Those Fascinating Fibonaccis! 

Patterns in numbers have intrigued mathematicians for years.  Early in the thirteenth century, Leonardo Fibonacci (fee-buh-nah'-chee) discovered a fascinating sequence of numbers.

These much studied Fibonacci numbers retain their magic and mystery to this day and are ubiquitous in both natural and manufactured products—pine cones and pineapples, poetry and computers, art and music, the heavens and the sea—and in the numerical patterns within the sequence itself.  The Fibonacci sequence is a prime example of how mathematics seemingly unrelated things.

Try this!  Start with a pair of rabbits (one female, one male) born on 1 January. Assume that all months are of equal length and that—
  • Rabbits begin to produce young two months after their own birth;
  • After reaching the age of two months, each pair produces a mixed pair (one female, one male) and then another mixed pair each month thereafter; and
  • No rabbit dies--see diagram (click here)

Fibonacci asked, “How many pairs of rabbits will there be after one year?”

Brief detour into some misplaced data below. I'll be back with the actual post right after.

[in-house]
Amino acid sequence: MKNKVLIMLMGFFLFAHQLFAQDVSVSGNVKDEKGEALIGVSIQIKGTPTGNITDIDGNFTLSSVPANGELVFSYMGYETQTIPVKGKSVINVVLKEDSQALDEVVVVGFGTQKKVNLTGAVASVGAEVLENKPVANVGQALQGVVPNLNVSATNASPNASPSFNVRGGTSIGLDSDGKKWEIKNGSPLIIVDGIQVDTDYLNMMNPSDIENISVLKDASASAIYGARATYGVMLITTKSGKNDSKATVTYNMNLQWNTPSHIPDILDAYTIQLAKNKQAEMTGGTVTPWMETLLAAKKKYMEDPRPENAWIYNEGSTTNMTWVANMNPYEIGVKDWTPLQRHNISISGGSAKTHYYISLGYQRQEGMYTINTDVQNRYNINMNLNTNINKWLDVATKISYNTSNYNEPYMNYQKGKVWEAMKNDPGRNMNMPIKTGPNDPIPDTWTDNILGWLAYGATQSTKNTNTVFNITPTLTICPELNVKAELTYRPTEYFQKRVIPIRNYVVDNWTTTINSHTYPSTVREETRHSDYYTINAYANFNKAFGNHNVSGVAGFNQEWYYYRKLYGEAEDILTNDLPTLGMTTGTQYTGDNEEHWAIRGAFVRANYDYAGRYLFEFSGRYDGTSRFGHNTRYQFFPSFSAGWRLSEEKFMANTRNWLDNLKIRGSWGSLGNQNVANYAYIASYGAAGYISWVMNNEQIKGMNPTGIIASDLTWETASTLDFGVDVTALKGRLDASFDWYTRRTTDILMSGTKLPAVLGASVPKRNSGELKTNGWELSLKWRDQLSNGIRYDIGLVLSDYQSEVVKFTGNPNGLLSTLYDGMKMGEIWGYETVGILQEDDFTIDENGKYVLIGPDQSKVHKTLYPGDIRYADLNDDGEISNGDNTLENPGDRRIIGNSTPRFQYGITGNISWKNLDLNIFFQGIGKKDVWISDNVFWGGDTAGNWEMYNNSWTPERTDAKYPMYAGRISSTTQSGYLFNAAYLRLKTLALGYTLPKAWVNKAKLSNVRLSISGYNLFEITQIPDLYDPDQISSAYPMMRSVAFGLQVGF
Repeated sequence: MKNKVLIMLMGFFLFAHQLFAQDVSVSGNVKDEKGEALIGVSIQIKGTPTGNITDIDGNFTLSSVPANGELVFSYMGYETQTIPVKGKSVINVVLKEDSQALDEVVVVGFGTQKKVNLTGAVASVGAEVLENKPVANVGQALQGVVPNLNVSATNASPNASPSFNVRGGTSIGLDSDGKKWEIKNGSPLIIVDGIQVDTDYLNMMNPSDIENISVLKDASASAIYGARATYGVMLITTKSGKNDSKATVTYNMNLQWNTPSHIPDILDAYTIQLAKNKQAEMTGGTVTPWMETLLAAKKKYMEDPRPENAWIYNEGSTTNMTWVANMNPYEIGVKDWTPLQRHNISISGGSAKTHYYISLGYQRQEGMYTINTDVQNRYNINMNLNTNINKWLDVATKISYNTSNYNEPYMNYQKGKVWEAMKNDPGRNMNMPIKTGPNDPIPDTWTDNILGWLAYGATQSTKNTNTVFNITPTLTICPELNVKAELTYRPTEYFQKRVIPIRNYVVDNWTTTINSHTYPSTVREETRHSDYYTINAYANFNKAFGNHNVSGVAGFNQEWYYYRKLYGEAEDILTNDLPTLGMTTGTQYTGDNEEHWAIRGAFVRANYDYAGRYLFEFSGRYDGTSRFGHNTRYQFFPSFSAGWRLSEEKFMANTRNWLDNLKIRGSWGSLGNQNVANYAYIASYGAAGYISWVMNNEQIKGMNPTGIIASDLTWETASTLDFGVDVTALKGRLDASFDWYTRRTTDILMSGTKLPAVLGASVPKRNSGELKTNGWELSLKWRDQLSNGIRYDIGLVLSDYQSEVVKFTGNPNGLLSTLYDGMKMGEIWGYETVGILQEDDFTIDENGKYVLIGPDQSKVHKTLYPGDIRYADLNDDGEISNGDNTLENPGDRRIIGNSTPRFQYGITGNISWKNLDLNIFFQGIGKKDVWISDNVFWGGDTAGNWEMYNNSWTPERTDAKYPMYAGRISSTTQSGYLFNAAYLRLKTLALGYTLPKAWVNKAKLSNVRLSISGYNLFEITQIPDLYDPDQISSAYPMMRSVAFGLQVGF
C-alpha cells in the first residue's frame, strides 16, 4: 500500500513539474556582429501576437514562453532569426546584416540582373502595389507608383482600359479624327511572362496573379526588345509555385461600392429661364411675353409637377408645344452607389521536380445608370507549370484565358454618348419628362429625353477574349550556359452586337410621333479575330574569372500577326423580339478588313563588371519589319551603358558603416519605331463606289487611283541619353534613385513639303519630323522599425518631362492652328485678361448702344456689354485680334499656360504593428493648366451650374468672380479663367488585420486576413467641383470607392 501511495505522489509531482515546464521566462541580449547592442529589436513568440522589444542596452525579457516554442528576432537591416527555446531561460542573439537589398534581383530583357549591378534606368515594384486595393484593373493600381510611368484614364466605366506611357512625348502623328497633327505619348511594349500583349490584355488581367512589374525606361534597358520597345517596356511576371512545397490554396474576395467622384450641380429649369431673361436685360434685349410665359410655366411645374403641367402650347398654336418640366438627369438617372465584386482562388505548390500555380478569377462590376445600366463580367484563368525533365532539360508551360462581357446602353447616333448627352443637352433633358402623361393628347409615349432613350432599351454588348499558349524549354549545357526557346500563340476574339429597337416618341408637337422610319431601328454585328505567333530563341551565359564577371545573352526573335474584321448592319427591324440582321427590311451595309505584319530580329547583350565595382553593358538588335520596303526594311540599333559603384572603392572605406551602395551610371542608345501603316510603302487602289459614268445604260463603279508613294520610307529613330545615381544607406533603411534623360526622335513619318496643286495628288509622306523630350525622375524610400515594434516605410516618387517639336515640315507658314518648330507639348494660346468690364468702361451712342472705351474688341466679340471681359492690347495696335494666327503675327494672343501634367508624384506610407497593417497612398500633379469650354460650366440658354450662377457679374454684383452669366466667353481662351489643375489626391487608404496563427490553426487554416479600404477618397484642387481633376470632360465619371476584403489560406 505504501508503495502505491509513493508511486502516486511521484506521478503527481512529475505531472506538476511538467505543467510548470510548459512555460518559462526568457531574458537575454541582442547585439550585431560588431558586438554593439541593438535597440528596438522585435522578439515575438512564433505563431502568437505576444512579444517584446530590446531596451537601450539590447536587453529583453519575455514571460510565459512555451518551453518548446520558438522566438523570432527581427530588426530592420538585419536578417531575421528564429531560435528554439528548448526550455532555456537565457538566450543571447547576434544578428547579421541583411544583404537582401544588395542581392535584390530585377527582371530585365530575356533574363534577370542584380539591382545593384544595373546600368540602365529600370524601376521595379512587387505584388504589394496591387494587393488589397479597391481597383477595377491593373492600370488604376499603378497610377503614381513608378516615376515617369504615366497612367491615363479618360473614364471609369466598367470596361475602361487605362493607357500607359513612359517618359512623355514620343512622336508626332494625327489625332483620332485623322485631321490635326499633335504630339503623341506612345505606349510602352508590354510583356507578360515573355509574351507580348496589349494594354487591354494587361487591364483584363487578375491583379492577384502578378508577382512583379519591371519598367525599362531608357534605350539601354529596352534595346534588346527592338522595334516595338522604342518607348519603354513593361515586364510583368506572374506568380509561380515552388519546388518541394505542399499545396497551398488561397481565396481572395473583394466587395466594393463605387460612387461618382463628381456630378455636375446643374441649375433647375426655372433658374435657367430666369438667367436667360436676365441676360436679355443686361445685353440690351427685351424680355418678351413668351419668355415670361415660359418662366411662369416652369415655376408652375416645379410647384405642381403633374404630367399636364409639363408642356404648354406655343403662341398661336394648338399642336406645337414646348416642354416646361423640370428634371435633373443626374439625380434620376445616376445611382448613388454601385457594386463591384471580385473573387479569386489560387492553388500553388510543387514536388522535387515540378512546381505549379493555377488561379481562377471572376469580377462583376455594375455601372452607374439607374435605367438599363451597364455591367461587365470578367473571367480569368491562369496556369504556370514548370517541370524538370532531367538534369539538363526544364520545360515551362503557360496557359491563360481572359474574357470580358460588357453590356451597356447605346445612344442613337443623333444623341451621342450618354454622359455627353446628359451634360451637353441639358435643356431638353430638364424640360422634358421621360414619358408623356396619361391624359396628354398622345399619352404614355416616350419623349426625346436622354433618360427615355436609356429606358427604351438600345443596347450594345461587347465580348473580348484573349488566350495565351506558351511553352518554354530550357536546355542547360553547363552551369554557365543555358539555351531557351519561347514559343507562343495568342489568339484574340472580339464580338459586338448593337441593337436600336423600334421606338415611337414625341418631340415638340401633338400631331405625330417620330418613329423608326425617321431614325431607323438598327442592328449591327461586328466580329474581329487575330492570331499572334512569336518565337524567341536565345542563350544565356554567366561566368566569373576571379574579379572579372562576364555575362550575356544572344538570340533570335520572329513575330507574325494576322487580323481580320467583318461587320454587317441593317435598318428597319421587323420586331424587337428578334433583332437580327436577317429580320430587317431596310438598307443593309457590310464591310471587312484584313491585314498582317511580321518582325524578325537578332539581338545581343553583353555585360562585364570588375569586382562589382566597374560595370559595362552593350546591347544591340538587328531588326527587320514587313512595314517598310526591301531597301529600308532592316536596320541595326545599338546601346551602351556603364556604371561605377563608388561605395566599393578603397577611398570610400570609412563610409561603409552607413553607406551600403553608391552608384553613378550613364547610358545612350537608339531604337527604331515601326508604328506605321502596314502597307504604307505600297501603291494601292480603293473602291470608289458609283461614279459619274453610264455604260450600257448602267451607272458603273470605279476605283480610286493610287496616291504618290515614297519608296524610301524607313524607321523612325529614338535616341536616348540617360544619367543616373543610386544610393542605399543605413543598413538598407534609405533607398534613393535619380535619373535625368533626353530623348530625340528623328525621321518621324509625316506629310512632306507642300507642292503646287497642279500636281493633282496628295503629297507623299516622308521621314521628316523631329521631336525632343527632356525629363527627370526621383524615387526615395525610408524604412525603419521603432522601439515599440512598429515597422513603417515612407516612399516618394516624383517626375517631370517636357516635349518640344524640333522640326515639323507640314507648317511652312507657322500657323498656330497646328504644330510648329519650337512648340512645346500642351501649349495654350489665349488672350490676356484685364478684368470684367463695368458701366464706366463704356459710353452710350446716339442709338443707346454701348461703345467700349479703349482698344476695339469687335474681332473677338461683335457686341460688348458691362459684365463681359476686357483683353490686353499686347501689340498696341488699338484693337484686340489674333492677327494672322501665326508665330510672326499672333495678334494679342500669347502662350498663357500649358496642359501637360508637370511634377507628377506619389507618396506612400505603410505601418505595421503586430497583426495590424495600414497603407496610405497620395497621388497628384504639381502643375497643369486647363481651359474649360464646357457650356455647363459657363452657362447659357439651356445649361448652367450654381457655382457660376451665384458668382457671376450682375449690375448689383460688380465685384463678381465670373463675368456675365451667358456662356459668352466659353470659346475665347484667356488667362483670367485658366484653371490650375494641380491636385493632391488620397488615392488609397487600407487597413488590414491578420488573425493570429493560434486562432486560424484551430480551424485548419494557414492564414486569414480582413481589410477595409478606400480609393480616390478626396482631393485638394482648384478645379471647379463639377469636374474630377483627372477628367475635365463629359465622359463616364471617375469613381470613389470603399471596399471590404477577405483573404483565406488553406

Click here to continue...

1

1

2

3

5

8

13

21

34

55

89

.

.

.

Fibonacci Numbers in Nature

Fibonacci numbers abound in nature.  Cutting a bell pepper crosswise reveals 3 chambers.  An apple has a 5 point-star cross-section, and a lemon has an 8-chambered cross section.  A daisy almost always has 13, 21, or 34 petals.  Sunflowers adore Fibonacci numbers!  Their seeds spiral out from the center with 21 spirals in the one direction and 34 n the other.  The giant sunflower has 89 and 144 spirals, and the whopper sunflower has 144 and 233 spirals.  Each set of spirals contains adjacent Fibonacci numbers.

The genealogy of a drone, a male bee, follows the Fibonacci sequence.  A drone comes from an unfertilized egg; it has a mother but no father.  A female bee has both a mother and a father.  Can you figure out the sequence?

Male Female Total
? ? ?
? ? ?
2 3 5
1 2 3
1 1 2
0 1 1
1 0 1

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